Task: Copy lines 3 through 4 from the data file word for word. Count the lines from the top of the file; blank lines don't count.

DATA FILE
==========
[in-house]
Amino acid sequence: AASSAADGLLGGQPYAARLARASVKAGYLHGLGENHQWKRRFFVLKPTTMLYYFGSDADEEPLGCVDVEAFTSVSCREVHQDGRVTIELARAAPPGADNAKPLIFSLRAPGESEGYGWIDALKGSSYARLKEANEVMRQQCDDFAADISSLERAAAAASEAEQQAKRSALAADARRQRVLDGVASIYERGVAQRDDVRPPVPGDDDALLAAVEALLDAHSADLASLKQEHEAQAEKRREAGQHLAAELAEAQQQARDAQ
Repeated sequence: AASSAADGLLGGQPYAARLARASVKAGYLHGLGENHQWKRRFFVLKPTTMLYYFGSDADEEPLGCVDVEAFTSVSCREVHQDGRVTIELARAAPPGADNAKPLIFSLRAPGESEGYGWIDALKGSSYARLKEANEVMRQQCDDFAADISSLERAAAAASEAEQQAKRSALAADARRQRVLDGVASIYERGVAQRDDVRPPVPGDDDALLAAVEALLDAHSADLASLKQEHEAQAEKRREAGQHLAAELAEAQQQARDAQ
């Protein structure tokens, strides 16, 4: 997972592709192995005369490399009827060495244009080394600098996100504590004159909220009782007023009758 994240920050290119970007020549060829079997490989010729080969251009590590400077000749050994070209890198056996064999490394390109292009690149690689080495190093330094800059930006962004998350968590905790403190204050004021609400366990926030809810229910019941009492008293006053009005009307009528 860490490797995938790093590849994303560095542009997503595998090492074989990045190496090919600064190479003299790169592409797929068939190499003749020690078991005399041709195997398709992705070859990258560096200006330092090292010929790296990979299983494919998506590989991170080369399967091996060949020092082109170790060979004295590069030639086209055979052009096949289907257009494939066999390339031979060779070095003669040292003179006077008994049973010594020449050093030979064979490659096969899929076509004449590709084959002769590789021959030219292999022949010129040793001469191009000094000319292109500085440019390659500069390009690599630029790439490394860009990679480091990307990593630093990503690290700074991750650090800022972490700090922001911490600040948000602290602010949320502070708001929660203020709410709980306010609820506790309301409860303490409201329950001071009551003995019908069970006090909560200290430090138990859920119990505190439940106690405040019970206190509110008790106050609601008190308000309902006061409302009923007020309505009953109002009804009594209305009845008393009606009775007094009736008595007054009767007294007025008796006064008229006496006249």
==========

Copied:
Repeated sequence: AASSAADGLLGGQPYAARLARASVKAGYLHGLGENHQWKRRFFVLKPTTMLYYFGSDADEEPLGCVDVEAFTSVSCREVHQDGRVTIELARAAPPGADNAKPLIFSLRAPGESEGYGWIDALKGSSYARLKEANEVMRQQCDDFAADISSLERAAAAASEAEQQAKRSALAADARRQRVLDGVASIYERGVAQRDDVRPPVPGDDDALLAAVEALLDAHSADLASLKQEHEAQAEKRREAGQHLAAELAEAQQQARDAQ
């Protein structure tokens, strides 16, 4: 997972592709192995005369490399009827060495244009080394600098996100504590004159909220009782007023009758 994240920050290119970007020549060829079997490989010729080969251009590590400077000749050994070209890198056996064999490394390109292009690149690689080495190093330094800059930006962004998350968590905790403190204050004021609400366990926030809810229910019941009492008293006053009005009307009528 860490490797995938790093590849994303560095542009997503595998090492074989990045190496090919600064190479003299790169592409797929068939190499003749020690078991005399041709195997398709992705070859990258560096200006330092090292010929790296990979299983494919998506590989991170080369399967091996060949020092082109170790060979004295590069030639086209055979052009096949289907257009494939066999390339031979060779070095003669040292003179006077008994049973010594020449050093030979064979490659096969899929076509004449590709084959002769590789021959030219292999022949010129040793001469191009000094000319292109500085440019390659500069390009690599630029790439490394860009990679480091990307990593630093990503690290700074991750650090800022972490700090922001911490600040948000602290602010949320502070708001929660203020709410709980306010609820506790309301409860303490409201329950001071009551003995019908069970006090909560200290430090138990859920119990505190439940106690405040019970206190509110008790106050609601008190308000309902006061409302009923007020309505009953109002009804009594209305009845008393009606009775007094009736008595007054009767007294007025008796006064008229006496006249």